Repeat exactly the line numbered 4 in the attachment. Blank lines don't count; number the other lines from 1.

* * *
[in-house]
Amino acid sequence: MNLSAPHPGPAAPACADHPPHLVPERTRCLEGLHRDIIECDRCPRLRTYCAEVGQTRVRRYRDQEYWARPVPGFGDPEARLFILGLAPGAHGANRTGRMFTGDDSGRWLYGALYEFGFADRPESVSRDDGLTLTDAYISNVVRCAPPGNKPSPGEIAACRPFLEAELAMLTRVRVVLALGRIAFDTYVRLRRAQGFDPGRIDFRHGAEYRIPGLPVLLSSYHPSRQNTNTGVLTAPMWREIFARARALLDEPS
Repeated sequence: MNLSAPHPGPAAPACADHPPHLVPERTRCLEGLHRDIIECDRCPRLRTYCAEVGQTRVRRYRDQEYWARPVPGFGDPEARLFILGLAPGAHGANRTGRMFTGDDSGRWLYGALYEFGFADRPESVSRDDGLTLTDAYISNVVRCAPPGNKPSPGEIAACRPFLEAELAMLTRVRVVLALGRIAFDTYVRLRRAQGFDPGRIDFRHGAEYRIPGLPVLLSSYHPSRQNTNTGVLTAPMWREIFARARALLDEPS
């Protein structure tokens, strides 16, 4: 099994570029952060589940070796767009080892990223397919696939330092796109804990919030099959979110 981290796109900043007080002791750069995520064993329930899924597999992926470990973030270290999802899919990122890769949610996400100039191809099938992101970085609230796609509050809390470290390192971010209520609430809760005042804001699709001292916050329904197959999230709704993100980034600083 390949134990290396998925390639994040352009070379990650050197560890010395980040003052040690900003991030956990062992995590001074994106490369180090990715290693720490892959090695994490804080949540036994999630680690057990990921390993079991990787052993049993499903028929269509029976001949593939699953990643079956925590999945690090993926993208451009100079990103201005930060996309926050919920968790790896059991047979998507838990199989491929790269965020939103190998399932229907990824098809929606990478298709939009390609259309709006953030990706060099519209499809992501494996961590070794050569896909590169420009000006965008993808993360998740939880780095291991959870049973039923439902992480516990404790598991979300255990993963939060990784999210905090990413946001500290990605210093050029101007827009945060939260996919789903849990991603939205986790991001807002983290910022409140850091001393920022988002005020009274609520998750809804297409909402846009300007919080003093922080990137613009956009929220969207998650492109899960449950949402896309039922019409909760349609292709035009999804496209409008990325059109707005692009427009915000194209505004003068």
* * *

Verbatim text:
């Protein structure tokens, strides 16, 4: 099994570029952060589940070796767009080892990223397919696939330092796109804990919030099959979110 981290796109900043007080002791750069995520064993329930899924597999992926470990973030270290999802899919990122890769949610996400100039191809099938992101970085609230796609509050809390470290390192971010209520609430809760005042804001699709001292916050329904197959999230709704993100980034600083 390949134990290396998925390639994040352009070379990650050197560890010395980040003052040690900003991030956990062992995590001074994106490369180090990715290693720490892959090695994490804080949540036994999630680690057990990921390993079991990787052993049993499903028929269509029976001949593939699953990643079956925590999945690090993926993208451009100079990103201005930060996309926050919920968790790896059991047979998507838990199989491929790269965020939103190998399932229907990824098809929606990478298709939009390609259309709006953030990706060099519209499809992501494996961590070794050569896909590169420009000006965008993808993360998740939880780095291991959870049973039923439902992480516990404790598991979300255990993963939060990784999210905090990413946001500290990605210093050029101007827009945060939260996919789903849990991603939205986790991001807002983290910022409140850091001393920022988002005020009274609520998750809804297409909402846009300007919080003093922080990137613009956009929220969207998650492109899960449950949402896309039922019409909760349609292709035009999804496209409008990325059109707005692009427009915000194209505004003068």